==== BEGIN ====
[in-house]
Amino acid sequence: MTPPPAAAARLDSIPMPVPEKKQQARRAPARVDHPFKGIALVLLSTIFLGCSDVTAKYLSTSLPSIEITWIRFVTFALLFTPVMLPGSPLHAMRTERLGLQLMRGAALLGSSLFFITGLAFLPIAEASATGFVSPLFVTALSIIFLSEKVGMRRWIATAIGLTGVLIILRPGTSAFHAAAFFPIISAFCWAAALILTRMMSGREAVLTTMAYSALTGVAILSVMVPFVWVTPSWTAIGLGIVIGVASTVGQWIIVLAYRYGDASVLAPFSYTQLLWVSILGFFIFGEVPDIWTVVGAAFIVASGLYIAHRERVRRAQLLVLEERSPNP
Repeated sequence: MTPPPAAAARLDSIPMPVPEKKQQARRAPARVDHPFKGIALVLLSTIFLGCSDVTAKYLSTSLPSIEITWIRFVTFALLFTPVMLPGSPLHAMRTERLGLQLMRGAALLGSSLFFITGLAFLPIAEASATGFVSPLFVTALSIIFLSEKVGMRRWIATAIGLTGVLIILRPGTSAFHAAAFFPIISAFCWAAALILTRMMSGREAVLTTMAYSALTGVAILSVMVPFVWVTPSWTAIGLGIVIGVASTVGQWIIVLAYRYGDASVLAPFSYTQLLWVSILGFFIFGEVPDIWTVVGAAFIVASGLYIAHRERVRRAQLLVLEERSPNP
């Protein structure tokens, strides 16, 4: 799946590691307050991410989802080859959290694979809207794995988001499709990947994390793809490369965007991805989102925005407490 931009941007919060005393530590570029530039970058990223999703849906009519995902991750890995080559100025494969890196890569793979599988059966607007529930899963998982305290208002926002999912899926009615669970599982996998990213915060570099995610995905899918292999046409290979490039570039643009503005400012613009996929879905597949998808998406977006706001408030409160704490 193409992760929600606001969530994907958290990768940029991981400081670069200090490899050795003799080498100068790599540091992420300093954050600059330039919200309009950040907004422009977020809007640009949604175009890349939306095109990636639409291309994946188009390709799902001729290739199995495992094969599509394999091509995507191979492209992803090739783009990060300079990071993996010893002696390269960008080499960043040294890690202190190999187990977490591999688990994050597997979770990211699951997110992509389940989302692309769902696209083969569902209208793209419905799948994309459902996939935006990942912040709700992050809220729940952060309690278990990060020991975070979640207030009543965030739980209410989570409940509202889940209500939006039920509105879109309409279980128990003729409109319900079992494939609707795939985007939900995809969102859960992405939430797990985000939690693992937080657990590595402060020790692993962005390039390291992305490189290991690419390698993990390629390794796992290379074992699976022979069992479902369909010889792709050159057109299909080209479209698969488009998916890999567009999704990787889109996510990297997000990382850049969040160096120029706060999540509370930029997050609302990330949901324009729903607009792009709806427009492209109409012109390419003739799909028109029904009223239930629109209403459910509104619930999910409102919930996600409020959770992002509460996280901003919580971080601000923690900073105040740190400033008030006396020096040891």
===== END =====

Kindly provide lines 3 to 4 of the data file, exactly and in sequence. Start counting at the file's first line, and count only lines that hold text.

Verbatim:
Repeated sequence: MTPPPAAAARLDSIPMPVPEKKQQARRAPARVDHPFKGIALVLLSTIFLGCSDVTAKYLSTSLPSIEITWIRFVTFALLFTPVMLPGSPLHAMRTERLGLQLMRGAALLGSSLFFITGLAFLPIAEASATGFVSPLFVTALSIIFLSEKVGMRRWIATAIGLTGVLIILRPGTSAFHAAAFFPIISAFCWAAALILTRMMSGREAVLTTMAYSALTGVAILSVMVPFVWVTPSWTAIGLGIVIGVASTVGQWIIVLAYRYGDASVLAPFSYTQLLWVSILGFFIFGEVPDIWTVVGAAFIVASGLYIAHRERVRRAQLLVLEERSPNP
């Protein structure tokens, strides 16, 4: 799946590691307050991410989802080859959290694979809207794995988001499709990947994390793809490369965007991805989102925005407490 931009941007919060005393530590570029530039970058990223999703849906009519995902991750890995080559100025494969890196890569793979599988059966607007529930899963998982305290208002926002999912899926009615669970599982996998990213915060570099995610995905899918292999046409290979490039570039643009503005400012613009996929879905597949998808998406977006706001408030409160704490 193409992760929600606001969530994907958290990768940029991981400081670069200090490899050795003799080498100068790599540091992420300093954050600059330039919200309009950040907004422009977020809007640009949604175009890349939306095109990636639409291309994946188009390709799902001729290739199995495992094969599509394999091509995507191979492209992803090739783009990060300079990071993996010893002696390269960008080499960043040294890690202190190999187990977490591999688990994050597997979770990211699951997110992509389940989302692309769902696209083969569902209208793209419905799948994309459902996939935006990942912040709700992050809220729940952060309690278990990060020991975070979640207030009543965030739980209410989570409940509202889940209500939006039920509105879109309409279980128990003729409109319900079992494939609707795939985007939900995809969102859960992405939430797990985000939690693992937080657990590595402060020790692993962005390039390291992305490189290991690419390698993990390629390794796992290379074992699976022979069992479902369909010889792709050159057109299909080209479209698969488009998916890999567009999704990787889109996510990297997000990382850049969040160096120029706060999540509370930029997050609302990330949901324009729903607009792009709806427009492209109409012109390419003739799909028109029904009223239930629109209403459910509104619930999910409102919930996600409020959770992002509460996280901003919580971080601000923690900073105040740190400033008030006396020096040891």